Effect of RBX on 5-CSRTT
Effects of PRA or RX821002 on 5-CSRTT
Effects of RBX on 5-CSRTT following pretreatment with PRA
Effects of RBX on 5-CSRTT following pretreatment with RX821002
The present study described NET inhibitor RBX could improve attentional function and the ability of response control in a task requiring visual accuracy and the management of impulsiveness. The contributions of alpha-1 and alpha-2 adrenoceptors in the RBX effect were examined. While the alpha-1 effect was mainly responsible for attentional accuracy, Alpha-2 adrenergic receptors contributed to the adjustment of impulsiveness. Interpretations of these findings were discussed as the following.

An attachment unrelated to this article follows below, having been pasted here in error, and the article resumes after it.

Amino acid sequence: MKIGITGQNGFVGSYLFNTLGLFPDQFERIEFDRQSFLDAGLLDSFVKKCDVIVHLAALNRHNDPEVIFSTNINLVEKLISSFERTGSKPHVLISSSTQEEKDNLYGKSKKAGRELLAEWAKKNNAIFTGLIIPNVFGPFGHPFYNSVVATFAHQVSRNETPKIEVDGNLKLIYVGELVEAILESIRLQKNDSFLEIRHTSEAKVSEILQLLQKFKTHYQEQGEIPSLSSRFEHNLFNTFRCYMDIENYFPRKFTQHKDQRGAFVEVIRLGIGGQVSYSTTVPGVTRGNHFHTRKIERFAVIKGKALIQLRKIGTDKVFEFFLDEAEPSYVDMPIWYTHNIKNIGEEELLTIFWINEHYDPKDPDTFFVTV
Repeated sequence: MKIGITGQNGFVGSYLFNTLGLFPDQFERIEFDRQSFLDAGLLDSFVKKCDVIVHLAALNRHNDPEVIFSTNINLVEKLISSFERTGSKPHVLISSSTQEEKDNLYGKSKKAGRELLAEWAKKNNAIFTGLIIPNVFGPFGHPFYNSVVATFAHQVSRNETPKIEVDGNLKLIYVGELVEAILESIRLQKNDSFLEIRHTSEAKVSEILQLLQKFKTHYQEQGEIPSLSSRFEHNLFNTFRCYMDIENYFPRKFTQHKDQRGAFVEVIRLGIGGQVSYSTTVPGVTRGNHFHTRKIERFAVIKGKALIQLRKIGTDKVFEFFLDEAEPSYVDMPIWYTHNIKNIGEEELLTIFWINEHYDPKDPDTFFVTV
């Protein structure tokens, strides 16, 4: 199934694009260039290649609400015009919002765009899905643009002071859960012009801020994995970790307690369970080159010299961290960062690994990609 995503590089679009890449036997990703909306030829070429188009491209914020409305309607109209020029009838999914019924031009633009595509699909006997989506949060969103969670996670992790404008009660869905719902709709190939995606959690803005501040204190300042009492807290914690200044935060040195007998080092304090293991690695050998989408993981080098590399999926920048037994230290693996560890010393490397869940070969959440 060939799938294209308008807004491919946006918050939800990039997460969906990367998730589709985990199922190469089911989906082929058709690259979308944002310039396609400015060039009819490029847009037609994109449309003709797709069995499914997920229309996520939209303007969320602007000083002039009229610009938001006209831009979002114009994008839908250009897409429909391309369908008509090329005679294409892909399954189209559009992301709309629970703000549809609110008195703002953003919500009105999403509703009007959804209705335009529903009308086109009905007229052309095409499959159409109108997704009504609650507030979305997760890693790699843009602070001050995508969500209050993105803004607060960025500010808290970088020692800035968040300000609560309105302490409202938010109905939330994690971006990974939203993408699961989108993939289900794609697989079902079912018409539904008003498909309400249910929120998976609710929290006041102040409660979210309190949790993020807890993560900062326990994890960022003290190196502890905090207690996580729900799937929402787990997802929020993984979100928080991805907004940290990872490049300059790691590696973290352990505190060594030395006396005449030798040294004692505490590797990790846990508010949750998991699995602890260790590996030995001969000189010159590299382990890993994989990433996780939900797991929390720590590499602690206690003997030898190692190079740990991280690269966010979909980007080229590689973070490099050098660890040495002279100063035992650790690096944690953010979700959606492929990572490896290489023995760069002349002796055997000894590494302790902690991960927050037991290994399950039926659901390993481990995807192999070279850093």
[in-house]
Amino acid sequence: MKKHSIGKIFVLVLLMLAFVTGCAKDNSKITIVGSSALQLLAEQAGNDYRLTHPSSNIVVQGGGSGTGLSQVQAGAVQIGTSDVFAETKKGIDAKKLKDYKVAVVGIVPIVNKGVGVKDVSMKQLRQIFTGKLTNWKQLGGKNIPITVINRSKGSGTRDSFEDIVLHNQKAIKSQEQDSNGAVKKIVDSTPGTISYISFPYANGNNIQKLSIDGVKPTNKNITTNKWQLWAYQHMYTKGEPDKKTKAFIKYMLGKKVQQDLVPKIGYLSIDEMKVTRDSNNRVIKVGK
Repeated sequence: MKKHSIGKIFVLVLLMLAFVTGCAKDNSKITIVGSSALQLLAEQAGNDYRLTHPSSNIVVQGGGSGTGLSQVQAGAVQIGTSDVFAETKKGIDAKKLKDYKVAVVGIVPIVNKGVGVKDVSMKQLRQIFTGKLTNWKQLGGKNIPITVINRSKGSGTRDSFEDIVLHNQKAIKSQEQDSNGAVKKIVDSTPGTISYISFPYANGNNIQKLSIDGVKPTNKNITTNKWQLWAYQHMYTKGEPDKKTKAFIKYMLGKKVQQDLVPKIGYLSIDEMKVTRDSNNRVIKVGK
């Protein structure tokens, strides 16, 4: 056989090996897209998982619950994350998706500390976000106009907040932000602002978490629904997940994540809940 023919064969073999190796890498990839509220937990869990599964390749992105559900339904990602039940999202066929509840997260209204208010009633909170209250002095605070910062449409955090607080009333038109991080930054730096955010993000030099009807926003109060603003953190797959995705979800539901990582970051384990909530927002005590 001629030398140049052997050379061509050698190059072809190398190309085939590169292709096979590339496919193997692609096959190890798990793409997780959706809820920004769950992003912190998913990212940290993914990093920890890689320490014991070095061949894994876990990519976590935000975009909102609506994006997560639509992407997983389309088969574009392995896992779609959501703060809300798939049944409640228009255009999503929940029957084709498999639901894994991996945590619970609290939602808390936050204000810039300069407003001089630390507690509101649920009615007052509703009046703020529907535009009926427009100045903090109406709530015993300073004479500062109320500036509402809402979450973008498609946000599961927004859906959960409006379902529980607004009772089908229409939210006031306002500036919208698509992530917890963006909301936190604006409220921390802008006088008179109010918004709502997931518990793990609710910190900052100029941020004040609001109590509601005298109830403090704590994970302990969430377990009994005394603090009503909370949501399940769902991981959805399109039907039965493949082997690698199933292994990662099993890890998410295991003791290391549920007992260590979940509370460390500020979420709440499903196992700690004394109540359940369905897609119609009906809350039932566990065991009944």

For protocol used in the present study, behavior was mainly controlled by the rats' attentional function and their motor impulsiveness. For example, rats made their correct response largely depending on their sustained and divided attentional functions. At the same time, rats also had to restrain their impetuous nature for not nose-poking hastily, which was representative of their ability to control motor impulsiveness. Attentional impairment has been considered for a long time as one of the major cognitive psychopathologies of major depression [19–21]. The beneficial effect of NET inhibitor reboxetine found in this study was in line with the concept that the attentional and executive disturbance in major depressive patients could be alleviated following the treatment of antidepressant medications .